There was movement at the station: western education at Moola Bulla, 1910-1955

There was movement at the station: western education at Moola Bulla, 1910-1955 Journal Article

History of Education Review

  • Author(s): Povey, Rhonda
  • Secondary Author(s): Trudgett, Michelle
  • Published: 2019
  • Publisher: Emerald Publishing Limited
  • Volume: 48
  • ISBN: 0819-8691

Abstract: Purpose The focus of this paper is to centre the lived experiences and perceptions of western education held by Aboriginal people who lived at Moola Bulla Native Cattle Station (Moola Bulla) in Western Australia, between 1910 and 1955. Of interest is an investigation into how government legislations and policies influenced these experiences and perceptions. The purpose of this paper is to promote the powerful narrative that simultaneously acknowledges injustice and honours Aboriginal agency.Design/methodology/approach The research from which this paper is drawn moves away from colonial, paternalistic and racist interpretations of history; it is designed to decolonise the narrative of Aboriginal education in remote Western Australia. The research uses the wide and deep angle lens of qualitative historical research, filtered by decolonising methodologies and standpoint theory. Simultaneously, the paper valorises the contributions Indigenous academics are making to the decolonisation of historical research.Findings Preliminary findings suggest the narrative told by the residents who were educated at Moola Bulla support a reframing of previous deficit misrepresentations of indigeneity into strength-based narratives. These narratives, or “counter stories”, articulate resistance to colonial master narratives.Social implications This paper argues that listening to Aboriginal lived experiences and perceptions of western education from the past will better inform our engagement with the delivery of equitable educational opportunities for Aboriginal students in remote contexts in the future.Originality/value This paper will contribute to the wider academic community by addressing accountability in Aboriginal education. Most important to the study is the honouring of the participants and families of those who once lived on Moola Bulla, many who are speaking back through the telling of their story.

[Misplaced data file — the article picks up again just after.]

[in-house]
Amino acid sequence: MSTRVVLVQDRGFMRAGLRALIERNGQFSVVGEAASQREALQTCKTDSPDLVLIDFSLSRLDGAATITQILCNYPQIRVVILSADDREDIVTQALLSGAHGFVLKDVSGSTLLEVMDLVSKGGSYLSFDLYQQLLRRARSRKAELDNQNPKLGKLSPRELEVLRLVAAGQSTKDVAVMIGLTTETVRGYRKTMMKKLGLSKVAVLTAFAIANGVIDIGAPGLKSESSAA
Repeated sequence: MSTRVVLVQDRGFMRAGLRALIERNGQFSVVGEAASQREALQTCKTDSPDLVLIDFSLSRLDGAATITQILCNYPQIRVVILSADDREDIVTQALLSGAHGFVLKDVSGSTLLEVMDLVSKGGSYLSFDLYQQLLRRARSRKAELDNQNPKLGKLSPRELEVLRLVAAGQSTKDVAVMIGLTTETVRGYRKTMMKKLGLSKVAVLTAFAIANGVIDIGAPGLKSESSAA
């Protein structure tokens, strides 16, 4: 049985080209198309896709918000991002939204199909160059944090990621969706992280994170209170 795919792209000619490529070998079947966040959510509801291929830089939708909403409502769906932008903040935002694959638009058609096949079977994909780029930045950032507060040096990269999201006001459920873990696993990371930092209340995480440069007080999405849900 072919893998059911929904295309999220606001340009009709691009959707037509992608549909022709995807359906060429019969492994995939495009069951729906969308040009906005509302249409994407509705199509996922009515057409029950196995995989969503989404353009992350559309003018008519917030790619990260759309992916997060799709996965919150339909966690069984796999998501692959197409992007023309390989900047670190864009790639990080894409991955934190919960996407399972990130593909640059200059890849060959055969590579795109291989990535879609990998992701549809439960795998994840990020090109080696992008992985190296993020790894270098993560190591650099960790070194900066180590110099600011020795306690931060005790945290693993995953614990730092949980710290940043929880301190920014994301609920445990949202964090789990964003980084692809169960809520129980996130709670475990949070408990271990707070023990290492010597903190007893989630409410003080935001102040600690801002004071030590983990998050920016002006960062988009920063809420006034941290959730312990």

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Suggested Citation
Povey, Rhonda, 2019, There was movement at the station: western education at Moola Bulla, 1910-1955, Volume:48, Journal Article, viewed 15 August 2022, https://www.nintione.com.au/?p=15306.

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